The article analyses the implementation of the convergent approach on the example of studying mechanisms for selecting meanings in situations of ambiguity by the methods of cognitive psychology, linguistics, and neurophysiology. We describe the rationale of the problem statement for convergent research and the necessary prerequisites for implementing an interdisciplinary approach. We consider that in case of ambiguity resolution the special mechanism provides the choice: which meaning would enter consciousness (and he/she becomes aware of it), and which - is rejected. That being said, the unselected meaning is not simply ignored, but rather actively suppressed. Such suppression results in its negative af er-eﬀect; more precisely the diﬃculty of retrieving the previously suppressed information. In our research the fMRI method made it possible to study brain mechanisms involved in the selection of a word’s meaning while behavioral methods allowed for the study of the af er-eﬀects of this selection. Thanks to the mutual development of a design by representatives of cognitive psychology, linguistics, and neurophysiology, it is possible to overcome the considerable methodological incompatibility of those methods. The results discovered in behavioral psychological research demonstrated negative af er-eﬀects of the rejected meaning. However, without the neurophysiological approach the data would remain unclear due to two possible interpretations. As a result of the analysis of the brain functional activity, the decrease in the localized hippocampal activity during the selection of meaning for an ambiguous word was revealed. This supports the hypothesis that the involvement of suppression processes in ambiguity resolution exists. Our work once again illustrates how important forethought and a philosophical foundation of the question posed is for interdisciplinary research regarding the processes of brain mechanisms. Uniﬁcation of the eﬀorts of representatives of various sciences provides qualitative new knowledge, which would not be possible to achieve in a diﬀerent experimental situation.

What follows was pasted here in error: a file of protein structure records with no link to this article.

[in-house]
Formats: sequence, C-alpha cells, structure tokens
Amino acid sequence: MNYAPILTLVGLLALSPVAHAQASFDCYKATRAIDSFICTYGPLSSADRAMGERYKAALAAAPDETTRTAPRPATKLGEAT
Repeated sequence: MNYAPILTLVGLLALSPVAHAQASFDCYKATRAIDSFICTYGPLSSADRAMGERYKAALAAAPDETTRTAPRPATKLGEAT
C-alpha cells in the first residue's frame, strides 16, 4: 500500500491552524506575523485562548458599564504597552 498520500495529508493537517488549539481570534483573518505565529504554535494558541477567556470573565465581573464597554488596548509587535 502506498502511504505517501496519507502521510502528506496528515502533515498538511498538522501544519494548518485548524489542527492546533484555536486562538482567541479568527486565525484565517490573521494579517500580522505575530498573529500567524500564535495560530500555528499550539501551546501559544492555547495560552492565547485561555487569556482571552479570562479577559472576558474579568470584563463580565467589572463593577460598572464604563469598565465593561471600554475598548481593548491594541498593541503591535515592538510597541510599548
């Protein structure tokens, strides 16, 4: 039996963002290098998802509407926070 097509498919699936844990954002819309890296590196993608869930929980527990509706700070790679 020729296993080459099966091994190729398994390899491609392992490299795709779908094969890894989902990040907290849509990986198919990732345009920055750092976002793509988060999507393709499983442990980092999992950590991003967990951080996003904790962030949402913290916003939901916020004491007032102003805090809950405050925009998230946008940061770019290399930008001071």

- Cultural Studies
- Religious studies
- Sociology and Political Science